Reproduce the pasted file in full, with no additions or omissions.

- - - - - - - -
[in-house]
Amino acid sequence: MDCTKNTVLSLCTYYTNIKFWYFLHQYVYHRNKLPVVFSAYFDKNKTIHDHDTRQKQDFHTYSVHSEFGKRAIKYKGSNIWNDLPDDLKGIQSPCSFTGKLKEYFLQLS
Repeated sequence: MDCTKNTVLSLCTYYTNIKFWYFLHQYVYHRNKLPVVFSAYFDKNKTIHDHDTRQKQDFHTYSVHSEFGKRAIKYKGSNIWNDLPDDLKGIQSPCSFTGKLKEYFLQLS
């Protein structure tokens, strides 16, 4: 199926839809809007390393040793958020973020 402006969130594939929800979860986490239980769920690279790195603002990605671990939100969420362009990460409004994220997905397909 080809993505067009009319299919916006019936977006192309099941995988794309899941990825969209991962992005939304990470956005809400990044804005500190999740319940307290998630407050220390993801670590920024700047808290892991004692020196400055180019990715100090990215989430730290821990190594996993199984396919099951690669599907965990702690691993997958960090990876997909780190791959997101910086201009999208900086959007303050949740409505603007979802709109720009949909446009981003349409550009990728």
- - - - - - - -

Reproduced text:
[in-house]
Amino acid sequence: MDCTKNTVLSLCTYYTNIKFWYFLHQYVYHRNKLPVVFSAYFDKNKTIHDHDTRQKQDFHTYSVHSEFGKRAIKYKGSNIWNDLPDDLKGIQSPCSFTGKLKEYFLQLS
Repeated sequence: MDCTKNTVLSLCTYYTNIKFWYFLHQYVYHRNKLPVVFSAYFDKNKTIHDHDTRQKQDFHTYSVHSEFGKRAIKYKGSNIWNDLPDDLKGIQSPCSFTGKLKEYFLQLS
């Protein structure tokens, strides 16, 4: 199926839809809007390393040793958020973020 402006969130594939929800979860986490239980769920690279790195603002990605671990939100969420362009990460409004994220997905397909 080809993505067009009319299919916006019936977006192309099941995988794309899941990825969209991962992005939304990470956005809400990044804005500190999740319940307290998630407050220390993801670590920024700047808290892991004692020196400055180019990715100090990215989430730290821990190594996993199984396919099951690669599907965990702690691993997958960090990876997909780190791959997101910086201009999208900086959007303050949740409505603007979802709109720009949909446009981003349409550009990728």